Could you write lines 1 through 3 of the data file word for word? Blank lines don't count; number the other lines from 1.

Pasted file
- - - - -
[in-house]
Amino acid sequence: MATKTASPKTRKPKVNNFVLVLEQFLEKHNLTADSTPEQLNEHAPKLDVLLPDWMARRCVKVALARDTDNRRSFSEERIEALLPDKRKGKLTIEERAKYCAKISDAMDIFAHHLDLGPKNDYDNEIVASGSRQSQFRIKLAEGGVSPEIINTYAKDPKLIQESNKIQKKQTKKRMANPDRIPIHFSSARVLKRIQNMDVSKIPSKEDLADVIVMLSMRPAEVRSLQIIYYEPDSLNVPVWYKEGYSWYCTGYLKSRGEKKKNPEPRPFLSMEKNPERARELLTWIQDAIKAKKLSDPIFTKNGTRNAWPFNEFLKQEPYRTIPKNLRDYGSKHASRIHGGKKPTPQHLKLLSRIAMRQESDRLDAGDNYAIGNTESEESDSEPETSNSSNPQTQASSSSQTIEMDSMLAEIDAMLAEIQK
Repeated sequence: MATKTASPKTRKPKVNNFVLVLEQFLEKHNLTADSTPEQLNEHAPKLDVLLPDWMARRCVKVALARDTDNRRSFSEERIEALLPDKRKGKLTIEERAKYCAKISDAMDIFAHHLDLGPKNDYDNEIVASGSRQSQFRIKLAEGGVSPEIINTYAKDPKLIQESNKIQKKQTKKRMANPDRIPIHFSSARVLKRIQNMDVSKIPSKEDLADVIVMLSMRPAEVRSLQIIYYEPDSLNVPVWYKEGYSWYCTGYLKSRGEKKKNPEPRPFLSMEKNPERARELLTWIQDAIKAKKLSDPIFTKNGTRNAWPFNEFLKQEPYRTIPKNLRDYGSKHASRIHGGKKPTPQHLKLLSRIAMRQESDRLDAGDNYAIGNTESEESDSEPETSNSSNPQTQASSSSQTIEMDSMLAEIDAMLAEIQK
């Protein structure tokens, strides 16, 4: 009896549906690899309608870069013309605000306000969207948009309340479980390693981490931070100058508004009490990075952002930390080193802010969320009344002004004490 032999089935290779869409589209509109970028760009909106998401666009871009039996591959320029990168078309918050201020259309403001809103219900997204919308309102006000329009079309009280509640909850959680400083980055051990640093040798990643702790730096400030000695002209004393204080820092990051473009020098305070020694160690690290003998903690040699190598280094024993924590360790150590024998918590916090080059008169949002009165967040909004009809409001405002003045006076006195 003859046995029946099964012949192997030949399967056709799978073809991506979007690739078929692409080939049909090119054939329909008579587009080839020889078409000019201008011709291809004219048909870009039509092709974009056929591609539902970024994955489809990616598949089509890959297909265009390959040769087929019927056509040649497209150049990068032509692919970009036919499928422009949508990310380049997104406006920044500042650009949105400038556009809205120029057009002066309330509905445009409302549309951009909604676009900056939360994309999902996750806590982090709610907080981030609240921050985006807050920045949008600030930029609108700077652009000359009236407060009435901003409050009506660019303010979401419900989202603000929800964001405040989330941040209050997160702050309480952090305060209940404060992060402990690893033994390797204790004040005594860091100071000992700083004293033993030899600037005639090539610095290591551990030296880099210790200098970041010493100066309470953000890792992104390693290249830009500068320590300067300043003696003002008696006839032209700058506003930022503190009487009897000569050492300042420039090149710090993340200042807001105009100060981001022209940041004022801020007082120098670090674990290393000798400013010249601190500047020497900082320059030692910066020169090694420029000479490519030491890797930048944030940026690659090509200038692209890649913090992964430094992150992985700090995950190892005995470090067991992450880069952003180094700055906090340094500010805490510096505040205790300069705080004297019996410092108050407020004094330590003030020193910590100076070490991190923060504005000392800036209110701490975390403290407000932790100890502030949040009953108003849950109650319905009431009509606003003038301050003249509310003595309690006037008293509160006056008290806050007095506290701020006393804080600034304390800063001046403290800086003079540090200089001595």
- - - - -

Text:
[in-house]
Amino acid sequence: MATKTASPKTRKPKVNNFVLVLEQFLEKHNLTADSTPEQLNEHAPKLDVLLPDWMARRCVKVALARDTDNRRSFSEERIEALLPDKRKGKLTIEERAKYCAKISDAMDIFAHHLDLGPKNDYDNEIVASGSRQSQFRIKLAEGGVSPEIINTYAKDPKLIQESNKIQKKQTKKRMANPDRIPIHFSSARVLKRIQNMDVSKIPSKEDLADVIVMLSMRPAEVRSLQIIYYEPDSLNVPVWYKEGYSWYCTGYLKSRGEKKKNPEPRPFLSMEKNPERARELLTWIQDAIKAKKLSDPIFTKNGTRNAWPFNEFLKQEPYRTIPKNLRDYGSKHASRIHGGKKPTPQHLKLLSRIAMRQESDRLDAGDNYAIGNTESEESDSEPETSNSSNPQTQASSSSQTIEMDSMLAEIDAMLAEIQK
Repeated sequence: MATKTASPKTRKPKVNNFVLVLEQFLEKHNLTADSTPEQLNEHAPKLDVLLPDWMARRCVKVALARDTDNRRSFSEERIEALLPDKRKGKLTIEERAKYCAKISDAMDIFAHHLDLGPKNDYDNEIVASGSRQSQFRIKLAEGGVSPEIINTYAKDPKLIQESNKIQKKQTKKRMANPDRIPIHFSSARVLKRIQNMDVSKIPSKEDLADVIVMLSMRPAEVRSLQIIYYEPDSLNVPVWYKEGYSWYCTGYLKSRGEKKKNPEPRPFLSMEKNPERARELLTWIQDAIKAKKLSDPIFTKNGTRNAWPFNEFLKQEPYRTIPKNLRDYGSKHASRIHGGKKPTPQHLKLLSRIAMRQESDRLDAGDNYAIGNTESEESDSEPETSNSSNPQTQASSSSQTIEMDSMLAEIDAMLAEIQK